In the Court’s view, such an inflexible application of the mootness doctrine would be neither fair nor sensible:

But when, as here, pregnancy is a significant fact in the litigation, the normal 266-day human gestation period is so short that the pregnancy will come to term before the usual appellate process is complete. If that termination makes a case moot, pregnancy litigation seldom will survive much beyond the trial stage, and appellate review will be effectively denied. Our law should not be that rigid.²⁷

The Court further noted that [p]regnancy often comes more than once to the same woman, and this, combined with the duration issue, rendered pregnancy a classic justification for a conclusion of nonmootness.²⁸ This exception has been invoked in a variety of circumstances.²⁹

2. Voluntary Cessation of Challenged Conduct

The second exception—voluntary cessation of challenged conduct—means that a case should not automatically be rendered moot simply because the defendant temporarily has ceased or promised to cease the conduct giving rise to the case. An example of a situation justifying this exception would be one in which a litigant seeks injunctive relief against another. Technically speaking, if the party sought to be enjoined ceased the offending activity, the need for the injunctive relief would be moot. Yet, courts hold that without a court order actually enjoining the party, there is nothing to prevent the offending party from resuming the offending activity. As one court noted, [i]t is well settled that a defendant’s voluntary cessation of a challenged practice does not deprive a federal court of its power to determine the legality of the practice … [o]therwise, a party could moot a challenge to a practice simply by changing the practice during the course of the lawsuit, and then reinstate the practice as soon as the litigation was brought to a close.³⁰ Thus, only where there is no reasonable expectation that the accused litigant will resume the conduct after the lawsuit is dismissed will voluntary cessation be sufficient to render a case moot.³¹ As well, the burden is on the offending party to show that the complained-of conduct will not resume in the future.³²

3. Collateral Consequences

The third exception—collateral consequences—involves those cases when, although the plaintiff’s primary injury that led to the case being filed in the first place may have been rendered moot, collateral consequences stemming from that primary injury are deemed important enough to render the case not moot.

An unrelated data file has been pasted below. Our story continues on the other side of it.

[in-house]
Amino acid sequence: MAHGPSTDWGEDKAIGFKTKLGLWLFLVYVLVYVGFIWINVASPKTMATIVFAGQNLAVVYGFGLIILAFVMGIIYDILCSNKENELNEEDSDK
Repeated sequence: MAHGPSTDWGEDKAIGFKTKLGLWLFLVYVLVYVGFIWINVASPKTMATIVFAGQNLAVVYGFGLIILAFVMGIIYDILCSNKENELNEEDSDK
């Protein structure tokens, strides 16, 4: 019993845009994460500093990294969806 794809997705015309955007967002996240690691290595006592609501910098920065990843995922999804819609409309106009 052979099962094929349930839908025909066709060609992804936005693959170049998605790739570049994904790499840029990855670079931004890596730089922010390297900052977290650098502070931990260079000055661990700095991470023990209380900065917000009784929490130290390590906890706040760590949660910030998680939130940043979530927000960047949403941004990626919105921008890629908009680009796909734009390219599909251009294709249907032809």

United States v. Schrimsher³³ involved an appeal by an attorney who had been found in criminal contempt of court. In rejecting an argument that the case had been rendered moot by the fact that the attorney had cleared the contempt by serving the jail time imposed by the court, the appellate court noted that the attorney had suffered other consequences as a result of the contempt, including his ability to attract clients and to represent them effectively, especially in open court.³⁴

E. Ripeness

Ripeness is the opposite facet of mootness. It precludes federal courts from hearing cases that are not sufficiently ripe for adjudication, since such unripe disputes do not present an actual case or controversy as is required for federal jurisdiction. Courts principally consider two factors in determining whether a case is sufficiently ripe. The first entails an evaluation of the fitness of the issues for judicial decision, while the second involves the hardship to the parties of withholding court consideration.³⁵

Application of the fitness standard is analyzed by asking whether the case involves uncertain or contingent future events that may not occur as anticipated, or indeed may not occur at all, while the hardship inquiry looks at whether the challenged action creates a direct and immediate dilemma for the parties.³⁶

A seminal example of a case where jurisdiction was found to be lacking due to unripeness is Poe v. Ullman.³⁷ There, the Supreme Court found that a case involving a challenge to a law banning the use of contraceptives was not ripe because no plaintiff had alleged that he or she had been prosecuted under the law, and in fact none had been. The Court observed that, despite the existence of the law on the books, contraceptives are commonly and notoriously sold in Connecticut drug stores and that no prosecutions are recorded.³⁸ It was clear, then, that the Court viewed the law as being more theoretical than actual, and that the seemingly unlikely threat of prosecution was insufficient to constitute a real case or controversy.

F. Concurrent vs. Exclusive Jurisdiction

With respect to most types of cases, federal courts do not have exclusive jurisdiction but rather have concurrent, or shared, jurisdiction with the courts of the various states. This stems from the federal nature of the U.S. government and in particular the concept of dual sovereignty recognized under that system, under which the various states retained their sovereignty subject to the proviso that such sovereignty would yield to that of the federal government when necessary to avoid conflict.³⁹